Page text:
Install

go get -u github.com/valyala/fasthttp

Switching from net/http to fasthttp

Unfortunately, fasthttp doesn't provide API identical to net/http. See the FAQ for details. There is net/http -> fasthttp handler converter, but it is better to write fasthttp request handlers by hand in order to use all of the fasthttp advantages (especially high performance :) ).

Important points:

  • Fasthttp works with RequestHandler functions instead of objects implementing Handler interface. Fortunately, it is easy to pass bound struct methods to fasthttp:

    type MyHandler struct {
    	foobar string
    }
    
    // request handler in net/http style, i.e. method bound to MyHandler struct.
    func (h *MyHandler) HandleFastHTTP(ctx *fasthttp.RequestCtx) {
    	// notice that we may access MyHandler properties here - see h.foobar.
    	fmt.Fprintf(ctx, "Hello, world! Requested path is %q. Foobar is %q",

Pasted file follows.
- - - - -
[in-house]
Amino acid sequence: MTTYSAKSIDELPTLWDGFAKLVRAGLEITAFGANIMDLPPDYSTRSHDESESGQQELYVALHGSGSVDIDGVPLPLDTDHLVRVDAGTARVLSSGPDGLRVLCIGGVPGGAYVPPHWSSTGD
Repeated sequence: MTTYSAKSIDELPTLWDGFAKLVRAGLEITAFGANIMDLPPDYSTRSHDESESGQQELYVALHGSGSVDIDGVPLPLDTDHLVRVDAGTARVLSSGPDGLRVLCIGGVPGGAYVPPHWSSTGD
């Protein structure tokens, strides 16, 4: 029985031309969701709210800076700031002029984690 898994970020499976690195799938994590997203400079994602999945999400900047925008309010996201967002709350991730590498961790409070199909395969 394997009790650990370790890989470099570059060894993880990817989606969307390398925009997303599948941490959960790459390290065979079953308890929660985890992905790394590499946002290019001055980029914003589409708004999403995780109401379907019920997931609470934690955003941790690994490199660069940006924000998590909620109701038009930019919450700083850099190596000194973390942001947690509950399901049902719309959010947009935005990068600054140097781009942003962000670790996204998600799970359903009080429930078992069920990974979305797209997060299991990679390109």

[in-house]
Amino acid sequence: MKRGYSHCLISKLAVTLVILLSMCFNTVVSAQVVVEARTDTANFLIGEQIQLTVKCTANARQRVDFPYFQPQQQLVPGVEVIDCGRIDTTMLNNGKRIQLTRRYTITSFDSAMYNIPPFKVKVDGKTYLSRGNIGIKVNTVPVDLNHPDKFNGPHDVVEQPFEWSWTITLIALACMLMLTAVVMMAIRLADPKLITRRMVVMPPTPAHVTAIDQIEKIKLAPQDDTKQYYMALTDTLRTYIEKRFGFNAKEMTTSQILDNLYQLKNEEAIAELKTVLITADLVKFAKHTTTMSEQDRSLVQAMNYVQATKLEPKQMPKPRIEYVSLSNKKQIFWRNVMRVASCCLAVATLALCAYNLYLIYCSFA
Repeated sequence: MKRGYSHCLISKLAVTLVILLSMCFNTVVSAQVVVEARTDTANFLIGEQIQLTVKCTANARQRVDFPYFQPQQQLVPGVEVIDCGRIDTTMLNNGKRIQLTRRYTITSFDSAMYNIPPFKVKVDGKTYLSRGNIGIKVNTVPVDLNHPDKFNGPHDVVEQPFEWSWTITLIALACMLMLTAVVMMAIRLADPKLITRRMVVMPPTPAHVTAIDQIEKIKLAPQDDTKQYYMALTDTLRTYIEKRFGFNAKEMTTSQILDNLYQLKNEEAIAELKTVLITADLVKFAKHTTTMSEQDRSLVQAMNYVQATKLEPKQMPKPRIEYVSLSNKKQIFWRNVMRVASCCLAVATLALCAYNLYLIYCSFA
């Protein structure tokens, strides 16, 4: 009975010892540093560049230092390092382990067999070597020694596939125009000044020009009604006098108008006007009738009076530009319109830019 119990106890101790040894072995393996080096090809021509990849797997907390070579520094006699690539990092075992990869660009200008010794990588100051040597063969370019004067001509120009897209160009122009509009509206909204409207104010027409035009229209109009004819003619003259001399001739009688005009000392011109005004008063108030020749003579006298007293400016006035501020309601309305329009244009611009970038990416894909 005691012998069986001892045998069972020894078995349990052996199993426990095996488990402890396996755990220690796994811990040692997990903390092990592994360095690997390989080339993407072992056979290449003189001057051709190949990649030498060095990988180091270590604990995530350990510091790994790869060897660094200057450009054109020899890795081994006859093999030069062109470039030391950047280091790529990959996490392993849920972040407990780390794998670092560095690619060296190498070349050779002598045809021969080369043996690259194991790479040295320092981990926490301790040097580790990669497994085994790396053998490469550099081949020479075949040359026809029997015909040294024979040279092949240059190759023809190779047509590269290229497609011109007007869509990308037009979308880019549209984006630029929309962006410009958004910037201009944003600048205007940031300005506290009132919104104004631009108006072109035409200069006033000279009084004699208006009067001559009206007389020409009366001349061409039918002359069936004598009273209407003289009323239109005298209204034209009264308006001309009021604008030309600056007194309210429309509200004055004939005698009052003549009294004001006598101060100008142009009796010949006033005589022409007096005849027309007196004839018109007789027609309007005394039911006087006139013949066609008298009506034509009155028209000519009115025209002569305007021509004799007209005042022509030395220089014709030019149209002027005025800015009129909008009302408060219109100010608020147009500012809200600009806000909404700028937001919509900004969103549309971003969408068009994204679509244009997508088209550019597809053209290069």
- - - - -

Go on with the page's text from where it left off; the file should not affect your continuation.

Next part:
ctx.Path(), h.foobar)
    }
    
    // request handler in fasthttp style, i.e. just plain function.
    func fastHTTPHandler(ctx *fasthttp.RequestCtx) {
    	fmt.Fprintf(ctx, "Hi there! RequestURI is %q", ctx.RequestURI())
    }
    
    // pass bound struct method to fasthttp
    myHandler := &MyHandler{
    	foobar: "foobar",
    }
    fasthttp.ListenAndServe(":8080", myHandler.HandleFastHTTP)
    
    // pass plain function to fasthttp
    fasthttp.ListenAndServe(":8081", fastHTTPHandler)
  • The RequestHandler accepts only one argument - RequestCtx. It contains all the functionality required for http request processing and response writing. Below is an example of a simple request handler conversion from net/http to fasthttp.

    // net/http request handler
    requestHandler := func(w http.ResponseWriter, r *http.Request) {
    	switch r.URL.Path {
    	case "/foo":
    		fooHandler(w, r)